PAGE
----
It is an object of the invention to provide a method which permits fast and in particular reliable data transmission between sensor and receiver even if sensors with high resolution are used.
This object is achieved through recognition that for transmission, not all data are simultaneously converted into an analog signal, a pseudosignal, but the data are converted in sections. The resulting analog signals are then transmitted in sequence in a multiplex mode. At the receiver end, the bits determined from the transmitted pseudosignals are joined together in correct sequence, so that the complete data word is available for further processing.
The number of multiplex sections and the number of data transmitted in each multiplex section are dependent on the respective characteristics of the functional units involved and on the interference to be expected. If the interference effect is low, this will permit more discretely distinguishable states than if the interference effect is high. In the limiting case, the interference effect is so high that multiplex transmission is no longer possible, but that each bit has to be transmitted separately; this, however, is the purely sequential mode.
At the receiver end, the data packets transmitted in a multiplex mode must be correctly reassembled. There must therefore be a reliable assignment telling which of the several data packets is which. This can be accomplished in many ways. A very simple solution is an identification by short intervals between those multiplex sections of a single data word which belong together, and by long intervals which serve to distinguish between different data words. In that case, the order of the data packets belonging together is fixed.
A big advantage of the multiplex transmission described is that even high-resolution sensor signals can be handled by the lower-resolution analog-to-digital converters in the processors. If a 14-bit data word is split into two 7-bit sections, a 10-bit analog-to-digital converter in the processor will be capable of resolving this signal and determining the associated 7 bits. The first 7 bits, which are assigned to the high- or low-order positions of the data word, are placed in a first register. In the second received signal, the 7 bits assigned to the low- or high-order positions of the data word are determined and stored in a second register or in free positions of the first register in correct sequence. The transmission of a 14-bit data word is thus carried out in two steps. Further processing then takes place in the processor as a 14-bit data word. One example of the requirement for high transmission accuracy is the sensing of the exact throttle position in an internal combustion engine, which is necessary for the adjustment of smooth idling.
Assuming the supply voltage for the electronics to be the usual 5 volts, an output voltage range between roughly 0.25 V and 4.75 V is available for the sensors. If a 10-bit resolution is to be achieved with this voltage range, the smallest resolution step, one LSB (least significant bit), will correspond to a voltage step of 4.88 mV. If, however, this transmission range is used for a multiplex transmission of 2 times 5 bits in accordance with the invention, the smallest resolution step LSB will correspond to a voltage step of 62.25 mV. This is a gain by a factor of about 30 over the original resolution.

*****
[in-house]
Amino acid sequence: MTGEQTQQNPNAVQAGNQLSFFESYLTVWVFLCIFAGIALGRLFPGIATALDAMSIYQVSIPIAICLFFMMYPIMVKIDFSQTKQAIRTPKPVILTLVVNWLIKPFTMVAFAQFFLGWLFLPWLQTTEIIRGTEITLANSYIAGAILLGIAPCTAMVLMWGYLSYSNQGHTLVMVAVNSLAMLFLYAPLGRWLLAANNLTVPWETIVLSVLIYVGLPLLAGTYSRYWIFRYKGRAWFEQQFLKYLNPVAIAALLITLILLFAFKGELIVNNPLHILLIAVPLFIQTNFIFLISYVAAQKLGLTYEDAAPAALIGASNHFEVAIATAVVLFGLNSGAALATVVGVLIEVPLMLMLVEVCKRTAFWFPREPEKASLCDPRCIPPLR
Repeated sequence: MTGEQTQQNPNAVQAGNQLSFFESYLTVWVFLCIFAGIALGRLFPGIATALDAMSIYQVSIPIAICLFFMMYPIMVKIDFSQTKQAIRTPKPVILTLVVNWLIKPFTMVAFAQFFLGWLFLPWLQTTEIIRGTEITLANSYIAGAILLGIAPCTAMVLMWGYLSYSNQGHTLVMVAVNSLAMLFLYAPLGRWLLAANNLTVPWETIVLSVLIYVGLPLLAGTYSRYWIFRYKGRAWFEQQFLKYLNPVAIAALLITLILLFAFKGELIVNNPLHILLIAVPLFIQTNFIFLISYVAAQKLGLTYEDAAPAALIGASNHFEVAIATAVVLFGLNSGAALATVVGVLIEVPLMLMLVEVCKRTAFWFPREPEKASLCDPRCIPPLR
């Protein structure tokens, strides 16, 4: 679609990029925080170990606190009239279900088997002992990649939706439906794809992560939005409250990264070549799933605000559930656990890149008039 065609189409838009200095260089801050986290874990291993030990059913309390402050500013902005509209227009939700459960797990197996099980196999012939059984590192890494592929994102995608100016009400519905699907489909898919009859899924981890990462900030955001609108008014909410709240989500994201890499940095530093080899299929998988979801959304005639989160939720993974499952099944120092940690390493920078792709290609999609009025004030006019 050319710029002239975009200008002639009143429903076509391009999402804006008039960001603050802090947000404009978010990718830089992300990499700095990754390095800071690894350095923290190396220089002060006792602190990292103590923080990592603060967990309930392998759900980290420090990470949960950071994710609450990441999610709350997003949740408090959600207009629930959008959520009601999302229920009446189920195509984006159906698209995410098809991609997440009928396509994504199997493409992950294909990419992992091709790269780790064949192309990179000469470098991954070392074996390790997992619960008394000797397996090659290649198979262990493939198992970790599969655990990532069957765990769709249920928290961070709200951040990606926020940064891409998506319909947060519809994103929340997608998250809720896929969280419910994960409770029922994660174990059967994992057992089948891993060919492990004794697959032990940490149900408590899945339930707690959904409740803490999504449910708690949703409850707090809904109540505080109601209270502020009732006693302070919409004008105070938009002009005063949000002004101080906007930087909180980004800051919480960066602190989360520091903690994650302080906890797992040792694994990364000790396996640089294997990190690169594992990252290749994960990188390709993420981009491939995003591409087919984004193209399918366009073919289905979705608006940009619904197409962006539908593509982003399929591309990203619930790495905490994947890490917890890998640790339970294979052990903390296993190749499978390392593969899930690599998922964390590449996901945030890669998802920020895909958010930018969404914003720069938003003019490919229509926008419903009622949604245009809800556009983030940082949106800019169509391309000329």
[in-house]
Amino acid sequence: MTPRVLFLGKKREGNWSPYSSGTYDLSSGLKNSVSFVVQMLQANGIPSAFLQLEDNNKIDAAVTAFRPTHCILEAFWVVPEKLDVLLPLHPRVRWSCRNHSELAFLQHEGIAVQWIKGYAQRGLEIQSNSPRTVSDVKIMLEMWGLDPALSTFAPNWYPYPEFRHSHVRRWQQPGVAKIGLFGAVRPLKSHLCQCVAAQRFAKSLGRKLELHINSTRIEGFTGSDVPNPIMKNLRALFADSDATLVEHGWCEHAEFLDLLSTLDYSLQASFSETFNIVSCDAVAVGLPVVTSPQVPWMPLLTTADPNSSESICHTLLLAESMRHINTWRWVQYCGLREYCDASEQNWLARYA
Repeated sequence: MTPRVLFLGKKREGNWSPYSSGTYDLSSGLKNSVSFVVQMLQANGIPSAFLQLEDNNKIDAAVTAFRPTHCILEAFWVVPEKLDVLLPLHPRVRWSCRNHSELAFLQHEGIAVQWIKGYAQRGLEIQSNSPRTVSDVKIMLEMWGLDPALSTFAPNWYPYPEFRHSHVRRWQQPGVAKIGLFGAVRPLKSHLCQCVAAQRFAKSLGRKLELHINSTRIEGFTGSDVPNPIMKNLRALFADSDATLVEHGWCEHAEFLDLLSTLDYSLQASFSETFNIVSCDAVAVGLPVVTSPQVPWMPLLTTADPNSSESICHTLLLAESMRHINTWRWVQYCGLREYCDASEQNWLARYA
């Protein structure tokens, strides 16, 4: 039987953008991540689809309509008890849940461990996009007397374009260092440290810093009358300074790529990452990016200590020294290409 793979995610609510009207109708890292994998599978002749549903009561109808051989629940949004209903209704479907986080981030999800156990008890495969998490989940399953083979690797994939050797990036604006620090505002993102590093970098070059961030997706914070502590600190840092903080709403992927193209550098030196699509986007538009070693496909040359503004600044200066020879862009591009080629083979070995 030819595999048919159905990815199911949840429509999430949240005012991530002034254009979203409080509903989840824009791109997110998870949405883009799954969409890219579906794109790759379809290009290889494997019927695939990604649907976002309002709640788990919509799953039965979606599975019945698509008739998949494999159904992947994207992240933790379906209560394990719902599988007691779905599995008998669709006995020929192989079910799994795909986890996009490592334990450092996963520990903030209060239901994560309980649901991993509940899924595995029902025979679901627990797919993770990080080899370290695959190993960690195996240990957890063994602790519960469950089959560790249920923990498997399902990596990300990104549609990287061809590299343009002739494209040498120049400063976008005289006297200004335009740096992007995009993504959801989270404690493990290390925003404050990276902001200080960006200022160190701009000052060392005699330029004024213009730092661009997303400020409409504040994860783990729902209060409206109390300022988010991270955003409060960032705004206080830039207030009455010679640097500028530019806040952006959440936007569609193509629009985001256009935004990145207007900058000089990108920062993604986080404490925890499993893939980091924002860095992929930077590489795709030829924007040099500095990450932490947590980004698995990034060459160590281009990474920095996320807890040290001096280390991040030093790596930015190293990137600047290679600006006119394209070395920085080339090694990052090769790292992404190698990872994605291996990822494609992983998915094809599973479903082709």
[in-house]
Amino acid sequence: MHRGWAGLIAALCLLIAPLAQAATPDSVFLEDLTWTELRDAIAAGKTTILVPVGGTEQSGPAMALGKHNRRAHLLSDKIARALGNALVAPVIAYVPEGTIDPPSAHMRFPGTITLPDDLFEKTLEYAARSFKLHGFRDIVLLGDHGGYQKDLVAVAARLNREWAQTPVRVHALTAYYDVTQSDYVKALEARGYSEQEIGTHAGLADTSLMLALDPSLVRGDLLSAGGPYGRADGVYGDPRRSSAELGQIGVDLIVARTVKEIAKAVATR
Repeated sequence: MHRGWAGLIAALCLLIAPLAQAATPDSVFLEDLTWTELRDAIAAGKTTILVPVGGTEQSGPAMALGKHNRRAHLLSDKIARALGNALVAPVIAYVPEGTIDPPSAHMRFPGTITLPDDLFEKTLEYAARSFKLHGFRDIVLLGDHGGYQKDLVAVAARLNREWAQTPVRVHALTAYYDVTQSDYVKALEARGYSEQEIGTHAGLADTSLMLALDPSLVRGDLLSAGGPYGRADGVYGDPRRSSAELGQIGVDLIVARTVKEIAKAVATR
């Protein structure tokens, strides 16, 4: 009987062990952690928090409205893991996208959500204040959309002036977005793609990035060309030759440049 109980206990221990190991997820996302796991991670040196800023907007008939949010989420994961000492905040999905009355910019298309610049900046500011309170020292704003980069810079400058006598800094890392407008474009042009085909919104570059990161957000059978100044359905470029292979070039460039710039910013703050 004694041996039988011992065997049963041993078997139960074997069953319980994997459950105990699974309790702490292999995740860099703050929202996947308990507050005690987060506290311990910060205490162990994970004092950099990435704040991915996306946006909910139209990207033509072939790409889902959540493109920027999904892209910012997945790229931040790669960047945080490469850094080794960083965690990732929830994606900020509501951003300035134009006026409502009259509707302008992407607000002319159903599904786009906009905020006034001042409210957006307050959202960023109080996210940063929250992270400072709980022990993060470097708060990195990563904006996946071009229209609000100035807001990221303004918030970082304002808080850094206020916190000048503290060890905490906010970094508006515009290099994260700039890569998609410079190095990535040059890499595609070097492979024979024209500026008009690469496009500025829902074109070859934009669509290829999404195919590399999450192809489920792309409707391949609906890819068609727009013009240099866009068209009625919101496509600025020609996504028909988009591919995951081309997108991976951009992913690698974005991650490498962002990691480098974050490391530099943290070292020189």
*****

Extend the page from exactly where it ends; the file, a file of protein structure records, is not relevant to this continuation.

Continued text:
The example shows that as a rule, transmission with two steps is sufficient, which simplifies the methods for identifying the two sections. For example, the available voltage range between 0.25 V and 4.75 V can be split into two parts of 0.25 V to 2.25 V and 2.75 V to 4.75 V. Then, the high-order bits are transmitted in one range and the low-order bits in the other. Noise immunity is halved, but it is still about a factor of 15 higher than in the above example of the transmission of a 10-bit signal.
The definition of or request for the respective data range can, however, also be effected by the controller itself in that the controller connects a load resistor of the transmission line via one of its I/O ports to the VSS or VDD potential. This switching is detected via the changed current direction in a suitable evaluating circuit in the sensor output and triggers the transfer of the desired data section. Another possibility of defining the data packets and, if necessary, triggering the same is to use signals on the supply line VDD or at a further terminal of the sensor. DE 198 19 265 C1 describes, for example, how command signals from an external controller are fed to a sensor via the supply voltage terminal VDD.
In the simplest case, a relatively high VDD voltage value triggers the transmission of the high-order data and a relatively low VDD voltage value triggers the transmission of the low-order data or vice versa.
If the rate of change of the quantity to be measured by the sensor is relatively slow, the data in the high-order range will not change, but only the data in the low-order range will. In that case it is appropriate to transmit only the changes in the low-order data range until a change occurs in the high-order data range. If the transmission takes place in two dynamic ranges, the identification as to which data section is being transmitted is guaranteed; otherwise another kind of identification must ensure this. This method further increases the transmission speed and reduces the loading of the controller.
The invention and further advantageous developments will now be explained in more detail with reference to the accompanying drawings, in which:
One example of such an implementation is shown in